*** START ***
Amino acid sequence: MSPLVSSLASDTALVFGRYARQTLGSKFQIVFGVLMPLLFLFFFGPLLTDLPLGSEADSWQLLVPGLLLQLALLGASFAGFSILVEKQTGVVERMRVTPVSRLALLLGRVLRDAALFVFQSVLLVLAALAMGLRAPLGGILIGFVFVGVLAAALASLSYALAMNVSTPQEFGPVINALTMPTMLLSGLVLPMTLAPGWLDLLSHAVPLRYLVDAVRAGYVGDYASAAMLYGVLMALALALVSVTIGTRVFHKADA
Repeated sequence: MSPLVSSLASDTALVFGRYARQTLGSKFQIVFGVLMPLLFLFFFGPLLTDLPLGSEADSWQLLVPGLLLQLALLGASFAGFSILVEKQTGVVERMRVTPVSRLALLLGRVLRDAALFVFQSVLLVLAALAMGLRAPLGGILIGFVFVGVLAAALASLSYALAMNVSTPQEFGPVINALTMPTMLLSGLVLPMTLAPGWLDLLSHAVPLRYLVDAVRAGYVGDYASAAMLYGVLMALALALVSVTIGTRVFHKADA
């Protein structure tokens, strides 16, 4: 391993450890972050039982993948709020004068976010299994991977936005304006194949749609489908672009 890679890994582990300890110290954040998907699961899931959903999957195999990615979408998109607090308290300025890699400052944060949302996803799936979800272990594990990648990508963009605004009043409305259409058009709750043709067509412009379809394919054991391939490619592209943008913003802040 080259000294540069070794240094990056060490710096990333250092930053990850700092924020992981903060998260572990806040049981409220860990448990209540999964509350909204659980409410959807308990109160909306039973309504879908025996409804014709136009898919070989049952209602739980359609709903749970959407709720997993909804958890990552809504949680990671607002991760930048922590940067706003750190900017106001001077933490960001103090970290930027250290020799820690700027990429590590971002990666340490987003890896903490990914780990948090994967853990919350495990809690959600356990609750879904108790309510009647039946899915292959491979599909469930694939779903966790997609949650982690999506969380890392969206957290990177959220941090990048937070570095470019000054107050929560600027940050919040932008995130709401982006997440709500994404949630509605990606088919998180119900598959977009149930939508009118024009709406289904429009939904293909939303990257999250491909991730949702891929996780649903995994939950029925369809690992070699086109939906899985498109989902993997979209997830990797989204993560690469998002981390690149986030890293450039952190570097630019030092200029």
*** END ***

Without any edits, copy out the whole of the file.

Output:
Amino acid sequence: MSPLVSSLASDTALVFGRYARQTLGSKFQIVFGVLMPLLFLFFFGPLLTDLPLGSEADSWQLLVPGLLLQLALLGASFAGFSILVEKQTGVVERMRVTPVSRLALLLGRVLRDAALFVFQSVLLVLAALAMGLRAPLGGILIGFVFVGVLAAALASLSYALAMNVSTPQEFGPVINALTMPTMLLSGLVLPMTLAPGWLDLLSHAVPLRYLVDAVRAGYVGDYASAAMLYGVLMALALALVSVTIGTRVFHKADA
Repeated sequence: MSPLVSSLASDTALVFGRYARQTLGSKFQIVFGVLMPLLFLFFFGPLLTDLPLGSEADSWQLLVPGLLLQLALLGASFAGFSILVEKQTGVVERMRVTPVSRLALLLGRVLRDAALFVFQSVLLVLAALAMGLRAPLGGILIGFVFVGVLAAALASLSYALAMNVSTPQEFGPVINALTMPTMLLSGLVLPMTLAPGWLDLLSHAVPLRYLVDAVRAGYVGDYASAAMLYGVLMALALALVSVTIGTRVFHKADA
């Protein structure tokens, strides 16, 4: 391993450890972050039982993948709020004068976010299994991977936005304006194949749609489908672009 890679890994582990300890110290954040998907699961899931959903999957195999990615979408998109607090308290300025890699400052944060949302996803799936979800272990594990990648990508963009605004009043409305259409058009709750043709067509412009379809394919054991391939490619592209943008913003802040 080259000294540069070794240094990056060490710096990333250092930053990850700092924020992981903060998260572990806040049981409220860990448990209540999964509350909204659980409410959807308990109160909306039973309504879908025996409804014709136009898919070989049952209602739980359609709903749970959407709720997993909804958890990552809504949680990671607002991760930048922590940067706003750190900017106001001077933490960001103090970290930027250290020799820690700027990429590590971002990666340490987003890896903490990914780990948090994967853990919350495990809690959600356990609750879904108790309510009647039946899915292959491979599909469930694939779903966790997609949650982690999506969380890392969206957290990177959220941090990048937070570095470019000054107050929560600027940050919040932008995130709401982006997440709500994404949630509605990606088919998180119900598959977009149930939508009118024009709406289904429009939904293909939303990257999250491909991730949702891929996780649903995994939950029925369809690992070699086109939906899985498109989902993997979209997830990797989204993560690469998002981390690149986030890293450039952190570097630019030092200029």